Elephant In Gandhara School Of Art Indicates Whose Birth?
In early Gandharan art, when it was not yet permissible to represent the body of the Buddha himself, the portrayal of the Birth of the Buddha was depicted through the figure of his mother, Queen Maya, on a lotus (the symbol of miraculous birth), with two Naga elephants pouring the lustral water over her head.
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- 1 Was Buddha born from elephant?
- 2 What was predicted about Buddha when he was born?
- 3 What is the importance of elephant symbol?
- 4 What do elephants symbolize in Hinduism?
- 5 What animal is associated with the birth of the Buddha?
- 6 What was Buddha known as at birth?
- 7 What was unusual about Buddha when he was born?
- 8 Is Siddhartha Based on a true story?
- 9 Why is an elephant a symbol for a baby?
- 10 Who is the elephant in Hindu god?
- 11 What is the most sacred animal in Hinduism?
- 12 Are elephants lucky or unlucky?
- 13 What does the Thai elephant symbolize?
- 14 What does the elephant with its trunk up mean?
What does the Buddhist elephant represent?
Elephants in Buddhism Elephants have an important role in both the origins and the modern-day following of the Buddhist faith; a faith that is integral to Thai culture, Renowned for their wisdom, intelligence and patience, elephants have long been associated with the enlightened Buddha, whose teachings (dhamma) founded Buddhism.
Scriptures describe Buddha as the epitome of an elephant – calm, poised and alert. Like an elephant, he was said to turn around to see behind him instead of looking over his shoulder. It is said that, before being reincarnated in human form, Buddha lived as an elephant many times, which means that elephants are too sacred for Buddhists to eat.
Elephants frequently represent Buddha in Buddhist texts. Many believe Buddha is reincarnated from white elephants which descended from heaven. Even today, white elephants are associated with godliness and royalty, and revered because of their rarity. Queen Maya, who ruled northern India (now Nepal) over 2500 years ago, is said to have dreamed of a white elephant that disappeared into her side.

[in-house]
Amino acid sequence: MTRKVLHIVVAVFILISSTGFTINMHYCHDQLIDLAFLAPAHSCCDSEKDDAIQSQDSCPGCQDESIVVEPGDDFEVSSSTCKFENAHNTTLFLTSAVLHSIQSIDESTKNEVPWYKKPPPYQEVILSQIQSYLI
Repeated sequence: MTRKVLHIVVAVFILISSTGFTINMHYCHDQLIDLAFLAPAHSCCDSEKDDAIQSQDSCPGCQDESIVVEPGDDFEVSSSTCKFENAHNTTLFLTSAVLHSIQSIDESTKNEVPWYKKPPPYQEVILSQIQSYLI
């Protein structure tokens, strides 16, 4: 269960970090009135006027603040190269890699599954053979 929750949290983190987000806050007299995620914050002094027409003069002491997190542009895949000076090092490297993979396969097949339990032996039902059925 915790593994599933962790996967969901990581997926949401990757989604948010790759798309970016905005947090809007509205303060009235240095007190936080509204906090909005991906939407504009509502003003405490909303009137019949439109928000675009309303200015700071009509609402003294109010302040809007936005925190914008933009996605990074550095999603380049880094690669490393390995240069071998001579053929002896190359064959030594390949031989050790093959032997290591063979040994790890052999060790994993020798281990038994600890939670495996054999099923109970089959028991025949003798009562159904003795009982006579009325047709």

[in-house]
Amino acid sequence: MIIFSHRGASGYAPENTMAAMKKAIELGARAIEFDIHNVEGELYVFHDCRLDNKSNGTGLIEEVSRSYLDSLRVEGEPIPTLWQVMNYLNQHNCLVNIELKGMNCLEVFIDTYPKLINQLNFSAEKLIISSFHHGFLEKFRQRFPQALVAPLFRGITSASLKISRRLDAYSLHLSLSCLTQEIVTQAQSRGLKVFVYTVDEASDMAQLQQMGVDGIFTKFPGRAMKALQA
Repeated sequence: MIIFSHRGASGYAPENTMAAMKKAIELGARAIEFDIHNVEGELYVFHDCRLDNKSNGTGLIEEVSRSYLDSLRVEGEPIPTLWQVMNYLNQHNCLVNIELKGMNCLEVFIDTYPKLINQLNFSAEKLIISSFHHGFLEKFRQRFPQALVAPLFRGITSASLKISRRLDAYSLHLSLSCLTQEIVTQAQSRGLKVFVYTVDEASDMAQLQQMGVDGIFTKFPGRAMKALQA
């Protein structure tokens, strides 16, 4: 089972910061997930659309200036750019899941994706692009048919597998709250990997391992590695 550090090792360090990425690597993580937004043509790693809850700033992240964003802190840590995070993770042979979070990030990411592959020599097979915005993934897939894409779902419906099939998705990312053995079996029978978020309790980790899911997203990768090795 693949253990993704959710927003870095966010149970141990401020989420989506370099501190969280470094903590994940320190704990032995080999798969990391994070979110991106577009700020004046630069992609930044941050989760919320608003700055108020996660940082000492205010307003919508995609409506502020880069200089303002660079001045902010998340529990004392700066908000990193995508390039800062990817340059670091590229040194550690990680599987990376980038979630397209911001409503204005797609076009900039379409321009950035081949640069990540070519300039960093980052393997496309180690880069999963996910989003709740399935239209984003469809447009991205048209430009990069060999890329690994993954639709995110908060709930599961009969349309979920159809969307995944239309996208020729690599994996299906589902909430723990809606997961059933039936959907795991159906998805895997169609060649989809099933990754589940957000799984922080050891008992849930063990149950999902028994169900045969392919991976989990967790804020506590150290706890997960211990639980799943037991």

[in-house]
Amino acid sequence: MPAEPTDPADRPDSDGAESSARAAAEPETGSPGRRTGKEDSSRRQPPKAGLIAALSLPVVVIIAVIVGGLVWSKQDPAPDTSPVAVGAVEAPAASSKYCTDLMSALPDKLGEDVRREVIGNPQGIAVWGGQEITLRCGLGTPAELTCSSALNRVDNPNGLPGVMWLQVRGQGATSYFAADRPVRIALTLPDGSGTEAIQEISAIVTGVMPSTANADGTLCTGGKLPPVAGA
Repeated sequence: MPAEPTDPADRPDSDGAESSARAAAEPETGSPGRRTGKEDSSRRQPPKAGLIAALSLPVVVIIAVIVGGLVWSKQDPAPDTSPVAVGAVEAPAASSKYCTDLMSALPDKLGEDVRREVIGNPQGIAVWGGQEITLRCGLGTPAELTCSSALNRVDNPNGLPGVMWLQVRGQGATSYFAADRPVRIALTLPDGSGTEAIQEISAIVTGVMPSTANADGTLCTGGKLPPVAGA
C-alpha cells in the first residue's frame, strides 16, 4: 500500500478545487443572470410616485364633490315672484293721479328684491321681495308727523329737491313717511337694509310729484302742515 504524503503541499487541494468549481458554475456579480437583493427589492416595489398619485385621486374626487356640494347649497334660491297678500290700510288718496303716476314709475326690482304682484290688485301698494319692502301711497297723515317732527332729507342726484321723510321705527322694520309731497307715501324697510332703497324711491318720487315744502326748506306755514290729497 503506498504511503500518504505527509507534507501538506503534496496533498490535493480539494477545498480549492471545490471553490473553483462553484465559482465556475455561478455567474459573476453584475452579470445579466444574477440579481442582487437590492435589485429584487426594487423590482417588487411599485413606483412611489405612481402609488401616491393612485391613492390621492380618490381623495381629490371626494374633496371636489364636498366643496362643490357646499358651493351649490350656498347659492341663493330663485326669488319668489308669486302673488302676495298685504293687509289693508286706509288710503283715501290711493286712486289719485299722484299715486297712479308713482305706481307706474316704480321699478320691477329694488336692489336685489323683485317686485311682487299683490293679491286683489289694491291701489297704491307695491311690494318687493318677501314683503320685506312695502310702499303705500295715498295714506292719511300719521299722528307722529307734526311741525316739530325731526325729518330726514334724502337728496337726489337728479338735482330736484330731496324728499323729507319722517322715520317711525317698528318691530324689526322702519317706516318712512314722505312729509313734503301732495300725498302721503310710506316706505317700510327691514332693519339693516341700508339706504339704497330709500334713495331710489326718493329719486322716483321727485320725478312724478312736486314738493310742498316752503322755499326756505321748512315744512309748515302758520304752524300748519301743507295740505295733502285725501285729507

The Queen believed that this higher being had enabled her pregnancy and that her son would be a powerful leader. She subsequently gave birth to the Buddha Prince Siddhartha. The Lotus Sutra, a sacred scripture of Buddhism, describes the elephant as “meditating” and “utterly composed”. The scripture relates Buddhist values to the elephant’s physical attributes, stating that “Dhamma is in his belly”, the tusks represent “equanimity”, the large head represents “careful consideration” and the tail represents “solitude”.
Buddhists believe the physical world is generated by the inner energy, or karmic activity, of sentient beings. As guardians of Buddha and Earth, the elephants’ physical strength supposedly indicates mental strength and responsibility. Because elephants are so wise, many Buddhists believe elephant symbols can evoke ‘luminosity’- a clear state of mind pursued through meditation.
This may explain their prominence in Asian architecture (see journal post ). Elephants have been credited with helping Buddha to reach enlightenment (an understanding of the meaning behind the physical world). This understanding constitutes karmic activity, which many believe generates the physical world in order to guide followers.
The Buddha also used elephants in parables to teach his philosophy (look out for our next journal article on elephants and religious teaching). He chose the elephant’s way of life as one to aspire to: elephants, females in particular, are loyal to their leader (matriarch) and family; they only resort to physical aggression if needed for defense; they are usually calm, patient listeners.
This resembles the meditative state which Buddhists hope to embody for passive, reflective learning. People dedicated to pursuing enlightenment, or ‘Bodhisattvas’, are often depicted astride an elephant (as in our lead photo), suggesting that knowledge brings power. The Buddha spoke of the tendency of male elephants to seek solitude in the forest.